How long did the exhibit take to organize?
We initially made contact with the Claudia Funke and the Wilson Library staff in early February and soon thereafter began searching the catalogue for items related to “Emma” and its cultural context. Throughout the semester we met with Liz Ott and various other members of the staff to refine that list, and we then began examining each item individually in the Rare Book Collection reading room. As we finalized the list, we began, with Liz and Claudia’s guidance, to write exhibition labels to accompany the items and explain their literary or cultural import. Recently we’ve been working on publicity materials and are finalizing the arrangements for the exhibit presentation. Overall, then, this exhibit project has been the labor of about four months and has involved many minds and hands in its production.
Where do the books come from (just Wilson or other resources)?
All items in the exhibit belong to the Rare Book Collection of UNC’s Wilson Library, with the exception of the J. B. Cramer sheet music, which belongs to the Music Library. The Wilson Library staff has been incredibly helpful throughout this process. We would like to especially note the hard work of Liz Ott, who has been our main point of contact, as well as Claudia Funke, Emily Kader, and Susan Bales.
About Isom and Scheinman:
Rachael Isom is a Ph.D. student in the Department of English and Comparative Literature at UNC. She works in British literature of the long nineteenth century, and her research focuses particularly on the intersections of religion and literature in women’s poetry of the Romantic and early Victorian periods. She also serves as Assistant Editor of the Keats-Shelley Journal and works as a Project Assistant for the William Blake Archive. Ted Scheinman is a Ph.D. candidate in English at UNC. His dissertation analyzes experiments with voice in early 18th-century satire, and demonstrates how those voices reemerged to shape the popular novel. His essays and reporting have appeared in the New York Times, Playboy and the Paris Review. By day, he works as senior editor at Pacific Standard magazine. He lives in Santa Barbara and misses his mother, Dr. Deborah Knuth-Klenck, who will attend her second JASP this summer.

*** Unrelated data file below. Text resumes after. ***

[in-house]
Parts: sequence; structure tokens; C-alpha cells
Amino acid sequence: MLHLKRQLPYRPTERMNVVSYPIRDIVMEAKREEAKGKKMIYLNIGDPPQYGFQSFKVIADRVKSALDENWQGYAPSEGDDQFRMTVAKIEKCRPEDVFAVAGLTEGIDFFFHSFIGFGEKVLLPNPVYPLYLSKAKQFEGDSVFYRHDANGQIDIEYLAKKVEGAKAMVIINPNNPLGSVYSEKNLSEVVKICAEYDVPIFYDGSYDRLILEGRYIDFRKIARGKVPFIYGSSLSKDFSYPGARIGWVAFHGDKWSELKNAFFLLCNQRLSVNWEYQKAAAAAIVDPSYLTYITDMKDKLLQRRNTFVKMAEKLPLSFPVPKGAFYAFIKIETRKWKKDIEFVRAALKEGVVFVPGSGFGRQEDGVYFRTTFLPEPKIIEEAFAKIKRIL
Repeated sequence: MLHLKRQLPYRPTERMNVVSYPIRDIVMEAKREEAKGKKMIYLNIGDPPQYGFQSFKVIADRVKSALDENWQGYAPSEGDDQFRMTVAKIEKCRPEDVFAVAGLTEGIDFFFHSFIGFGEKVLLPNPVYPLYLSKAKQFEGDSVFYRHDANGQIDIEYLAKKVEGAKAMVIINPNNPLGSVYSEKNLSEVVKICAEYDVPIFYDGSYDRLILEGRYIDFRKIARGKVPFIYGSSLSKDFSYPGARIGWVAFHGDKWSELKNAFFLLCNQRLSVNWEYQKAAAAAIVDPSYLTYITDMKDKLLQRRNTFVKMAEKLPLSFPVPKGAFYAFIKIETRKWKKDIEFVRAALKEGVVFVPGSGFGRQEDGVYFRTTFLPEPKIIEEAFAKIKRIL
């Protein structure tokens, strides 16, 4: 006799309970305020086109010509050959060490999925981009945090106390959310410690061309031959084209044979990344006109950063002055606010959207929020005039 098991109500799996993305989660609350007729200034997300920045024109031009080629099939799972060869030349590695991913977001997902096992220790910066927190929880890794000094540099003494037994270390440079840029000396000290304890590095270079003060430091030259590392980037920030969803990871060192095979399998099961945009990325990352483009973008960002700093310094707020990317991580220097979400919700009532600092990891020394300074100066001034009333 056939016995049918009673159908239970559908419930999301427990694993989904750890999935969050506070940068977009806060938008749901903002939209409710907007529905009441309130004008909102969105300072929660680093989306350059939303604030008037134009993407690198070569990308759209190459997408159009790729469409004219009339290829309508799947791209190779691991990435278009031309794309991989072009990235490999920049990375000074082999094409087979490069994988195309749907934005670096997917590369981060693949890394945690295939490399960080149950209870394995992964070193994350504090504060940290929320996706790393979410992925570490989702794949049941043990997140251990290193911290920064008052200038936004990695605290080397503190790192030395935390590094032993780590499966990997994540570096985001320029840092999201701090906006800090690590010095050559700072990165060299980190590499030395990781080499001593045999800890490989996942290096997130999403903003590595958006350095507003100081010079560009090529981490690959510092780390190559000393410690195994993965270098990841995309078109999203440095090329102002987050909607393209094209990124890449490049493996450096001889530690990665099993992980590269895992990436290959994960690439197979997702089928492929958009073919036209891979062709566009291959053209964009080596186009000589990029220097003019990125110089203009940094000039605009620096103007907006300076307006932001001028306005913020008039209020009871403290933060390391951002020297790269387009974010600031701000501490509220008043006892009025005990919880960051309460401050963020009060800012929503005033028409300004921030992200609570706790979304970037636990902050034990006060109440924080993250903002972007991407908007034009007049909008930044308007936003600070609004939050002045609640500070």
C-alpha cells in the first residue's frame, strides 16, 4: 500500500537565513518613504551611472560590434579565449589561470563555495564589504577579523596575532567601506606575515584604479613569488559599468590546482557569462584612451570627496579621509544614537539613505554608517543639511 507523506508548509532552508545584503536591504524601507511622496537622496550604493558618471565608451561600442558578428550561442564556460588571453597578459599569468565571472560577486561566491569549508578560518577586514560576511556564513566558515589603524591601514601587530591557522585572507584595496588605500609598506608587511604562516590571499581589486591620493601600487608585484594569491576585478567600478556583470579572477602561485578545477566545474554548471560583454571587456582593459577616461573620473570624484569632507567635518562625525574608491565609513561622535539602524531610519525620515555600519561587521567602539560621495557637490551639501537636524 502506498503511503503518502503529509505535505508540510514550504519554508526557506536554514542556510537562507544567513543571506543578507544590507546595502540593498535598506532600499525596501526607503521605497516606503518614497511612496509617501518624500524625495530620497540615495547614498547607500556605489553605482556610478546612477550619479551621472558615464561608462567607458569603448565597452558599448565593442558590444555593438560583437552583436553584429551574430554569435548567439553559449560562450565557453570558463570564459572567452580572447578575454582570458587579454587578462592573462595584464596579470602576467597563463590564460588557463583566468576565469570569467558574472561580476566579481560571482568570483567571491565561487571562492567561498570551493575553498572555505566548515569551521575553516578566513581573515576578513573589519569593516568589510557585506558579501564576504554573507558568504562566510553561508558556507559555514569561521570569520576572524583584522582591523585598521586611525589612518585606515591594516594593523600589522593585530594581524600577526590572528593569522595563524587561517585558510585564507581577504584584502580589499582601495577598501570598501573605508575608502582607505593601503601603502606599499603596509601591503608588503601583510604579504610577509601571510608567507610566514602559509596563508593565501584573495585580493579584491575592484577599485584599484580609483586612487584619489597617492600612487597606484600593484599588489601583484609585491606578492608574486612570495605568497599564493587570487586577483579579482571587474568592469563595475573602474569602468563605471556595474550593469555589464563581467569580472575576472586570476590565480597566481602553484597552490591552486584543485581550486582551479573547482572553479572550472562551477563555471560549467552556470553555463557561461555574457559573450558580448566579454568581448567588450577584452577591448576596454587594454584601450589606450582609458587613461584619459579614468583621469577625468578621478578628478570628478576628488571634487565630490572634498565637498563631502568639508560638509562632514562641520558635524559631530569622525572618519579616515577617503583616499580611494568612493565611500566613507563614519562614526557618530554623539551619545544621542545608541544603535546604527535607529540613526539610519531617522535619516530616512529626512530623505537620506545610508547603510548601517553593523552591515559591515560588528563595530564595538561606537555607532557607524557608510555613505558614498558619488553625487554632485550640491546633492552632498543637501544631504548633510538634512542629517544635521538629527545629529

The days are zooming by, and before you know we’ll be in Chapel Hill. While participants are reading “Emma,” organizers are busy tying up loose ends. What exactly goes into planning such an event as the Jane Austen Summer Program? We caught up with UNC professors James Thompson and Inger Brodey to find out: